Rocky Mountain Section - 72nd Annual Meeting - 2020

Paper No. 15-1
Presentation Time: 8:30 AM-4:30 PM


COWGILL, Ethan, GARZA, Brooke, WETTERLIN, Lily and JOHNSON, Christopher, Salt Lake Community College, 4600 South Redwood Road, Salt Lake City, UT 84123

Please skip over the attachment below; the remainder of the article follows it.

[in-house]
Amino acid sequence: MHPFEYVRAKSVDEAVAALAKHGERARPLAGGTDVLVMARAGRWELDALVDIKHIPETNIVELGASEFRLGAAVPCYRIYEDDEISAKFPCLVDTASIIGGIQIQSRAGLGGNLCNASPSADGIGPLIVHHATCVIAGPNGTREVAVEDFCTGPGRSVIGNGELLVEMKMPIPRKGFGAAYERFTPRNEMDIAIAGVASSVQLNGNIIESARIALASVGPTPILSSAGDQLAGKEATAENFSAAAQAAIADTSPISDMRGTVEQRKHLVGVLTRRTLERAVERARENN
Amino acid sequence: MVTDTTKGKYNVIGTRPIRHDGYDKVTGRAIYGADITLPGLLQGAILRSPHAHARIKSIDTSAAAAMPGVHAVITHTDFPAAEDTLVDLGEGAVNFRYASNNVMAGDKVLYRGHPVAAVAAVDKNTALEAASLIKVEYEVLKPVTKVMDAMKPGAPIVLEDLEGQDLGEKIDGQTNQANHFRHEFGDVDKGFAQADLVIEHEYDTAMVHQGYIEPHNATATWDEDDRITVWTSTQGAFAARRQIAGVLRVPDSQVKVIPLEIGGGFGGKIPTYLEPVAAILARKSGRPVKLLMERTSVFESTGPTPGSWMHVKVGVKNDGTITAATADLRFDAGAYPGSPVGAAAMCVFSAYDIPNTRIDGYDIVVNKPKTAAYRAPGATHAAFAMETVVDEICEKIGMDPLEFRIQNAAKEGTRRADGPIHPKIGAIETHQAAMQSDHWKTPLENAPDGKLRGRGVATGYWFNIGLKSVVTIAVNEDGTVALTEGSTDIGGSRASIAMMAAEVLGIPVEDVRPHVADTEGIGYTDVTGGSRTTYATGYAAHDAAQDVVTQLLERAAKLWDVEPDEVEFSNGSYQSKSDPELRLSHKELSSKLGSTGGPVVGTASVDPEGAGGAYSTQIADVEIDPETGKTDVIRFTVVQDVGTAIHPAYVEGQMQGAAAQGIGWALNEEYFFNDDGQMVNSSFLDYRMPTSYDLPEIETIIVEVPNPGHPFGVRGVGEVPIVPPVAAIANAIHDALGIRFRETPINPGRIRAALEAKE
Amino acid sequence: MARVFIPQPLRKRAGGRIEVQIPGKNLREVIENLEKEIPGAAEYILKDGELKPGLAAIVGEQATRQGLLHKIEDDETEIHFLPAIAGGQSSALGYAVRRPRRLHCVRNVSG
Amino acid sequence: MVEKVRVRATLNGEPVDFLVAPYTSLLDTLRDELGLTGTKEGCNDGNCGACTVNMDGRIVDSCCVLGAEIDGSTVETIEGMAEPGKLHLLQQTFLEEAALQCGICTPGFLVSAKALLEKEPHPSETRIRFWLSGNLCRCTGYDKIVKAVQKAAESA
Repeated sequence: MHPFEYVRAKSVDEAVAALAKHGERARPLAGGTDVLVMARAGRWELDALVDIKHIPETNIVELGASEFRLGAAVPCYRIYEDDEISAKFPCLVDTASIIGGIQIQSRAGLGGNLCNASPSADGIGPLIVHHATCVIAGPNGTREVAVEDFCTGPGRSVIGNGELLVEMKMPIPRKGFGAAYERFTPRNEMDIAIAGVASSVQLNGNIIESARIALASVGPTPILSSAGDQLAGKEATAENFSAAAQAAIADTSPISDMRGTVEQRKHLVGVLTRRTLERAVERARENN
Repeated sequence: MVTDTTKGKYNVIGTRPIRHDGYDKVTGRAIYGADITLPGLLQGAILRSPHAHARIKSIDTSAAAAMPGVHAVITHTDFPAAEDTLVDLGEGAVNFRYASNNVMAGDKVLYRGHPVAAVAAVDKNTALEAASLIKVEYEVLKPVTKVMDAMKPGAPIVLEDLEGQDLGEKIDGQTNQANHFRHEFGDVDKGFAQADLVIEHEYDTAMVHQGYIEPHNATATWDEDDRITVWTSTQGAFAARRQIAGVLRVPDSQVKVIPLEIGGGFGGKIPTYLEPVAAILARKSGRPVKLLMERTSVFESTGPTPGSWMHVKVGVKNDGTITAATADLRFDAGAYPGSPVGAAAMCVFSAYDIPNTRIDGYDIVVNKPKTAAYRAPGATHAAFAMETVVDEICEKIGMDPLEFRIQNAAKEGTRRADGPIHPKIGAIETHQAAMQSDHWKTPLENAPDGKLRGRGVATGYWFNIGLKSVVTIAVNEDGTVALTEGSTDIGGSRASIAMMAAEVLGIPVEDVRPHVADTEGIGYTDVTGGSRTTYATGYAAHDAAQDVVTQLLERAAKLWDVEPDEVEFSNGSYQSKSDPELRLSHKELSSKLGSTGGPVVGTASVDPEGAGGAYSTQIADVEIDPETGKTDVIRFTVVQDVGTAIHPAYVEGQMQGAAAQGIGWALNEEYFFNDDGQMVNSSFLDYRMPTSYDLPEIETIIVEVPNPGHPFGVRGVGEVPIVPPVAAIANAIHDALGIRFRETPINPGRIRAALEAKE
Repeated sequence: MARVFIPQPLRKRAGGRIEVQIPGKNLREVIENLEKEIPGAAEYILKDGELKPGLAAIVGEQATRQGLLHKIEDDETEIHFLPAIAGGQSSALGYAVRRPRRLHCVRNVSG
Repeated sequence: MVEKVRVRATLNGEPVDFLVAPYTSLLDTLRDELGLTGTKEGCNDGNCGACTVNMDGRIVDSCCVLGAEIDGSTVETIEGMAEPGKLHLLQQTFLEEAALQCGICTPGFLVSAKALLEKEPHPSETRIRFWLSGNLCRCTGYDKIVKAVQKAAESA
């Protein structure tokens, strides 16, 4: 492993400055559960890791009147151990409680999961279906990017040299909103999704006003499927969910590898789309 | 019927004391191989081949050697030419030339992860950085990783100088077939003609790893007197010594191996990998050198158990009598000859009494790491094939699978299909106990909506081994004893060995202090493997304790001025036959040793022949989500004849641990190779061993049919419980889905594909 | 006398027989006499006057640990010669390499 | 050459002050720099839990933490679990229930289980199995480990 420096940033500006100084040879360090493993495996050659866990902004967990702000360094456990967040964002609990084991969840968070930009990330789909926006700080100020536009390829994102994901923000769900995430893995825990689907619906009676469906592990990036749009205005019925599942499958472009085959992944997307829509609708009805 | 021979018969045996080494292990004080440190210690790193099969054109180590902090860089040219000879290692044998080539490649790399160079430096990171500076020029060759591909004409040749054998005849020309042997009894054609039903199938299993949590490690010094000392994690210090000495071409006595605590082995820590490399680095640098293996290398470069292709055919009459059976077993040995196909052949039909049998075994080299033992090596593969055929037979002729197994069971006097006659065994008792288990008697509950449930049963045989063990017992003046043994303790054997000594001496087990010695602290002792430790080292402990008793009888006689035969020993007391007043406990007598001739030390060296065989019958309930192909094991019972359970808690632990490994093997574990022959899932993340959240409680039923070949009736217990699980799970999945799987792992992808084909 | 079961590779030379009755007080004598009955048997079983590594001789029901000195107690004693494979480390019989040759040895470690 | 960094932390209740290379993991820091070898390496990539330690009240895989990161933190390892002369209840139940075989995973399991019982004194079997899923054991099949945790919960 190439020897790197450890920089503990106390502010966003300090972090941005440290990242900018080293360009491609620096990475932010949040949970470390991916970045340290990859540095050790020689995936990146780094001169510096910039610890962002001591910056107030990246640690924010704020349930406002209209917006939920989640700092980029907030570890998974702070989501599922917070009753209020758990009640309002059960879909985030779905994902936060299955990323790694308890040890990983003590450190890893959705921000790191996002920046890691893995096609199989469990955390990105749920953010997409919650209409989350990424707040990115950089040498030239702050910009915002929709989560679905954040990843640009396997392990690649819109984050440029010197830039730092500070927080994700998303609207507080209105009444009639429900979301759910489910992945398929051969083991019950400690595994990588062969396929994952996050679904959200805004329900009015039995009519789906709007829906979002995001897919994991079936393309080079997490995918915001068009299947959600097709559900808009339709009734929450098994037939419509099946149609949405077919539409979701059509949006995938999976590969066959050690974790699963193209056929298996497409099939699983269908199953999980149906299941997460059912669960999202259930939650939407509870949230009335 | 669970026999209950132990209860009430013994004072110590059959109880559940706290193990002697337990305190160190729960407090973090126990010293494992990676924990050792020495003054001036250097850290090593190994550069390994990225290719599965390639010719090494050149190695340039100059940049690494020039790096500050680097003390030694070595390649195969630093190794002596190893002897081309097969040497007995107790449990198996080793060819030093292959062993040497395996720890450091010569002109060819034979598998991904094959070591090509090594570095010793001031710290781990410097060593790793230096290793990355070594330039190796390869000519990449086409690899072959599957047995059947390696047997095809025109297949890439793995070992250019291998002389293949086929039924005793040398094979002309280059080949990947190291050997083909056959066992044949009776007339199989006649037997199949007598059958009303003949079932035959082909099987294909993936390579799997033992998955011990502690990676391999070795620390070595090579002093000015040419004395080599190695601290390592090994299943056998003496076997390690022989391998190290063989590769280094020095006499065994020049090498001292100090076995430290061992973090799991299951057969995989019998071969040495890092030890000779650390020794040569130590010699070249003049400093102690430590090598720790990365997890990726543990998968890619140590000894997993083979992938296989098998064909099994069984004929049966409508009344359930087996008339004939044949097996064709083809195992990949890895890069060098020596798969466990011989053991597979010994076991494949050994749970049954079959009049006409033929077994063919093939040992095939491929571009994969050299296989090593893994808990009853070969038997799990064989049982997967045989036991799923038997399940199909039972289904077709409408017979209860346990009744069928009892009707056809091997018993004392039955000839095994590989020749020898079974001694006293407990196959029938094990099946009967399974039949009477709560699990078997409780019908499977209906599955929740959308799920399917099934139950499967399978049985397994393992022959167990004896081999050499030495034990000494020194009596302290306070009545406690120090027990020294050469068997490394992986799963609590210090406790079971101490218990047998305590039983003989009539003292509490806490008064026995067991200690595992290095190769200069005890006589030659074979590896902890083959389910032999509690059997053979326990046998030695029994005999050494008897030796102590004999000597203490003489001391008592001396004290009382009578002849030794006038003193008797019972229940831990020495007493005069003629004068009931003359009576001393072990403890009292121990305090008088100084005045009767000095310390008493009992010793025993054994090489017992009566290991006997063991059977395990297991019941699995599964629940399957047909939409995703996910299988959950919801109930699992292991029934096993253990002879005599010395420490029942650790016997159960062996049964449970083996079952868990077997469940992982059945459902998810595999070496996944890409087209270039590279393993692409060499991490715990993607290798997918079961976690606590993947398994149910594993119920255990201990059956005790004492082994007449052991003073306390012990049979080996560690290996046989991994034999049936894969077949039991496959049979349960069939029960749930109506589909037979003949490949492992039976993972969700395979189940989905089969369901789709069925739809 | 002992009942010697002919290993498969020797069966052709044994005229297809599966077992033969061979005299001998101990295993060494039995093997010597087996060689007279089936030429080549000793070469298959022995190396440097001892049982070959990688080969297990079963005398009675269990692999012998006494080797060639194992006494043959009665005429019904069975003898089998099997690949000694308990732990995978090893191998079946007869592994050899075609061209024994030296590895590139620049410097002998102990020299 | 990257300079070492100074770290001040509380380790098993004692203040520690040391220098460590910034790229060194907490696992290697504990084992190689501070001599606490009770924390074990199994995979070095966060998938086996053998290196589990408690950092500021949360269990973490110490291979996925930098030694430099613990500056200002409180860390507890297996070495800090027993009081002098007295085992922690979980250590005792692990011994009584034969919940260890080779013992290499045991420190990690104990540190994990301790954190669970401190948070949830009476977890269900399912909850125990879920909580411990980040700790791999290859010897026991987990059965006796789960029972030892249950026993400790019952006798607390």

The Utah Division of Water Quality (UDWQ) lists Little Cottonwood Creek (LLC), Salt Lake County, Utah, as impaired by dissolved zinc, cadmium, and copper. A legacy of mining in the area has left mine dumps and drain tunnels, the most probable sources of the heavy metals. A 1998 survey by the USGS found copper concentrations downstream of the White Pine Creek confluence to exceed water quality criteria for dissolved copper. In 2001, the Tanners Flat Campground and Red Pine Creek area contained high levels of dissolved copper and zinc. A 2002, UDWQ report found White Pine Creek to be a significant source of copper. Stream sediments taken near the Red Pine Creek confluence by Hannah Finley, a student at Salt Lake Community College, contained cadmium. This study aims to determine the extent to which Red and White Pine Creeks are contributing to heavy metals in LCC. Samples were taken from 10 locations, 8 along LCC and one from Red and White Pine Creeks. Samples were tested for heavy metals which generally decrease downstream due to attenuation but increases in concentrations were present near the White Pine confluence, Tanner’s Flat Campground, and near the Little Cottonwood Creek Bridge. Copper concentrations were highest in White Pine Creek at 19.1 ppb, downstream of the confluence LCC concentrations increased from 5.6 to 6.4 ppb. Copper concentrations increased in LCC adjacent to Tanners Flat Campground from 6.4 to 9.8 ppb. Red Pine Creek had copper concentrations of 0.8 ppb, downstream of the confluence concentrations in LCC decreased from 9.8 to 5.3 ppb. Further downstream adjacent to Little Cottonwood Bridge copper increased from 5.3 to 8.4 ppb. The highest concentrations of cadmium, 0.98 ppb, and zinc, 120 ppb, were found in samples upstream from the White and Red Pine confluences. There are slight increases in the zinc concentrations, 100 ppb to 102 ppb, and cadmium, 0.91 ppb to 0.93 ppb, immediately downstream of the White Pine Creek confluence. Zinc and cadmium levels decrease downstream with no further increases. This suggests that White Pine Creek is a likely source of copper, zinc, and cadmium to LCC and that Red Pine Creek is not a likely source of these metals. Further sampling will be done to ascertain the sources of impairment with more precision, especially near the Little Cottonwood Bridge to investigate the increase in copper.